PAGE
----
The Info List - Lilium

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List of Lilium species


* _Lirium_ Scop. * _Martagon_ Wolf 1776 not Opiz 1852 * _Martagon_ Opiz 1852,illegitimate homonym not Wolf 1776

_LILIUM_ (members of which are true lilies) is a genus of herbaceous flowering plants growing from bulbs, all with large prominent flowers. Lilies are a group of flowering plants which are important in culture and literature in much of the world. Most species are native to the temperate northern hemisphere , though their range extends into the northern subtropics. Many other plants have "lily" in their common name but are not related to true lilies.


* 1 Description

* 2 Taxonomy

* 2.1 Etymology

* 3 Distribution and habitat * 4 Ecology

* 5 Cultivation

* 5.1 Awards

* 5.2 Classification of garden forms

* 5.2.1 Asiatic hybrids (Division I) * 5.2.2 Martagon hybrids (Division II) * 5.2.3 Candidum (Euro-Caucasian) hybrids (Division III) * 5.2.4 American hybrids (Division IV) * 5.2.5 Longiflorum hybrids (Division V) * 5.2.6 Trumpet lilies (Division VI), including Aurelian hybrids (with _L. henryi_) * 5.2.7 Oriental hybrids (Division VII) * 5.2.8 Other hybrids (Division VIII) * 5.2.9 Species (Division IX)

* 5.3 Pests and diseases * 5.4 Propagation and growth

* 6 Toxicity

* 7 Culinary and herb uses

* 7.1 China * 7.2 Japan * 7.3 Taiwan * 7.4 South Korea * 7.5 Not _Lilium_

* 8 Gallery * 9 See also * 10 References * 11 Bibliography

* 12 External links

* 12.1 Flora


_ Lilium longiflorum _ flower – 1. Stigma , 2. Style , 3. Stamens , 4. Filament, 5. Tepal

Lilies are tall perennials ranging in height from 2–6 ft (60–180 cm). They form naked or tunicless scaly underground bulbs which are their overwintering organs. In some North American species the base of the bulb develops into rhizomes , on which numerous small bulbs are found. Some species develop stolons . Most bulbs are deeply buried, but a few species form bulbs near the soil surface. Many species form stem-roots. With these, the bulb grows naturally at some depth in the soil, and each year the new stem puts out adventitious roots above the bulb as it emerges from the soil. These roots are in addition to the basal roots that develop at the base of the bulb.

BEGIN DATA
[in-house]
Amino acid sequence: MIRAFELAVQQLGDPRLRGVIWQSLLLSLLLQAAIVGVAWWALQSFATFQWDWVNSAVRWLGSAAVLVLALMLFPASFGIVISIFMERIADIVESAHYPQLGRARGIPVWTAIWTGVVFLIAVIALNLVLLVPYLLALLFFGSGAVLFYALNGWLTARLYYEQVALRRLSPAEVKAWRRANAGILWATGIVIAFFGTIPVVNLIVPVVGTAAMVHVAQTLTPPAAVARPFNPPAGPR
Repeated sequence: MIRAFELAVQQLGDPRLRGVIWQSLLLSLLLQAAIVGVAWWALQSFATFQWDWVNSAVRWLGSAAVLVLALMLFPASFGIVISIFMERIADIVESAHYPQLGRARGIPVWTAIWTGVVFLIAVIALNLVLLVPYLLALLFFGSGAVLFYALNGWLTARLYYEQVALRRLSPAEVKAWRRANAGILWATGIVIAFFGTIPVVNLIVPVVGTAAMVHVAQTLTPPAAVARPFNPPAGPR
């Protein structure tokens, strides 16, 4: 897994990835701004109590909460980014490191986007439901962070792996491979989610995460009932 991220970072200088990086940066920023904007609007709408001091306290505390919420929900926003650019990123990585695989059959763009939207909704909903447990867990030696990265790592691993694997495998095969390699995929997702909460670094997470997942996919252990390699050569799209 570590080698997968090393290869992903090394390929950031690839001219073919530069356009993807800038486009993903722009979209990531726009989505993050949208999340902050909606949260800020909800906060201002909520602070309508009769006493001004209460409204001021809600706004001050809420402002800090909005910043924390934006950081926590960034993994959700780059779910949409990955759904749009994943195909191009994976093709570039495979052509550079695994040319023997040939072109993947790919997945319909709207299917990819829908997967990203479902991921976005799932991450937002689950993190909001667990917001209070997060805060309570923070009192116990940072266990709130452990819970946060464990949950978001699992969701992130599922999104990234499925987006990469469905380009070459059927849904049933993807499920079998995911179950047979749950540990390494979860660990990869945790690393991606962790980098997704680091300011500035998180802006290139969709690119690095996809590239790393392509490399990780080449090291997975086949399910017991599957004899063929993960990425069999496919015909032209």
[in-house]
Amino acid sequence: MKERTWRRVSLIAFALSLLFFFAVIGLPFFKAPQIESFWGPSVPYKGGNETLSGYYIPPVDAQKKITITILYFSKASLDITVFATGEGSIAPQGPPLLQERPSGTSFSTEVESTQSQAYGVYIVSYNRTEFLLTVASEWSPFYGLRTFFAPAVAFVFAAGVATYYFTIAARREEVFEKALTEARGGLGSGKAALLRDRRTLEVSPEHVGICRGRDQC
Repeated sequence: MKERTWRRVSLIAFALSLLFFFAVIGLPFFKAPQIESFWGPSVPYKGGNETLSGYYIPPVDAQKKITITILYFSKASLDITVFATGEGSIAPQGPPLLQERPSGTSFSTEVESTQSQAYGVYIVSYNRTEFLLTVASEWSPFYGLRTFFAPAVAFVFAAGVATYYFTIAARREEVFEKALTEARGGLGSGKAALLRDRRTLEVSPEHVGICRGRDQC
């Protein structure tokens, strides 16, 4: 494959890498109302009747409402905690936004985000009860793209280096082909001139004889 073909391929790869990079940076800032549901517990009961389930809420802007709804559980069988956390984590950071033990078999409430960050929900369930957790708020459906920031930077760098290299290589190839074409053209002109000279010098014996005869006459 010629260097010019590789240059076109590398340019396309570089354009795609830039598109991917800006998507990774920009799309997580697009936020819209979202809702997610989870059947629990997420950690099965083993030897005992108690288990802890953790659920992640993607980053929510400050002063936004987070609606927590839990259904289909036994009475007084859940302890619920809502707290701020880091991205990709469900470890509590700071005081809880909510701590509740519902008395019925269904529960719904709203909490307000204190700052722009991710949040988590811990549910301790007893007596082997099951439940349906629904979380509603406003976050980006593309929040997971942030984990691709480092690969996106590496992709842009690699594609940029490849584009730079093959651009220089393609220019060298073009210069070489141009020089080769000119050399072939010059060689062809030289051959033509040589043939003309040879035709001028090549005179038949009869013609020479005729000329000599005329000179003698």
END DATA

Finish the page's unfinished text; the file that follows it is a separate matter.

The flowers are large, often fragrant, and come in a range of colors including whites, yellows, oranges, pinks, reds and purples. Markings include spots and brush strokes. The plants are late spring- or summer-flowering. Flowers are borne in racemes or umbels at the tip of the stem, with six tepals spreading or reflexed, to give flowers varying from funnel shape to a "Turk's cap". The tepals are free from each other, and bear a nectary at the base of each flower. The ovary is 'superior', borne above the point of attachment of the anthers . The fruit is a three-celled capsule.

Seeds ripen in late summer. They exhibit varying and sometimes complex germination patterns, many adapted to cool temperate climates.

Naturally most cool temperate species are deciduous and dormant in winter in their native environment. But a few species which distribute in hot summer and mild winter area (_ Lilium candidum _, _Lilium catesbaei _, _ Lilium longiflorum _) lose leaves and remain relatively short dormant in Summer or Autumn, sprout from Autumn to winter, forming dwarf stem bearing a basal rosette of leaves until, after they have received sufficent chilling, the stem begins to elongate in warming weather.

The basic chromosome number is twelve (n=12).


Taxonomical division in sections follows the classical division of Comber, species acceptance follows the World Checklist of Selected Plant Families , the taxonomy of section _Pseudolirium_ is from the Flora of North America, the taxonomy of Section _Liriotypus_ is given in consideration of Resetnik et al. 2007, the taxonomy of Chinese species (various sections) follows the Flora of China and the taxonomy of Section _Sinomartagon_ follows Nishikawa et al. as does the taxonomy of Section _Archelirion_.

The World Checklist of Selected Plant Families, as of January 2014 , considers _ Nomocharis _ a separate genus in its own right, however some authorities consider _Nomocharis_ to be embedded within _Lilium_, rather than treat it as a separate genus.

There are seven sections:

* _Martagon_ * _Pseudolirium_ * _Liriotypus_ * _Archelirion_ * _Sinomartagon_ * _Leucolirion_ * _Daurolirion_

For a full list of accepted species with their native ranges, see List of Lilium species


_ Martagon

Lilium distichum _

_ Martagon

Lilium hansonii _

_ Martagon

Lilium martagon _ Martagon or Turk's cap lily

_ Martagon

Lilium medeoloides _

_ Martagon

Lilium tsingtauense _

_ Pseudolirium 2a Lilium bolanderi _ Bolander's Lily

_ Pseudolirium 2a Lilium puberulum _

_ Pseudolirium 2a Lilium kelloggii _

_ Pseudolirium 2a Lilium rubescens _

_ Pseudolirium 2a Lilium washingtonianum _ Washington Lily, Shasta Lily, or Mt. Hood Lily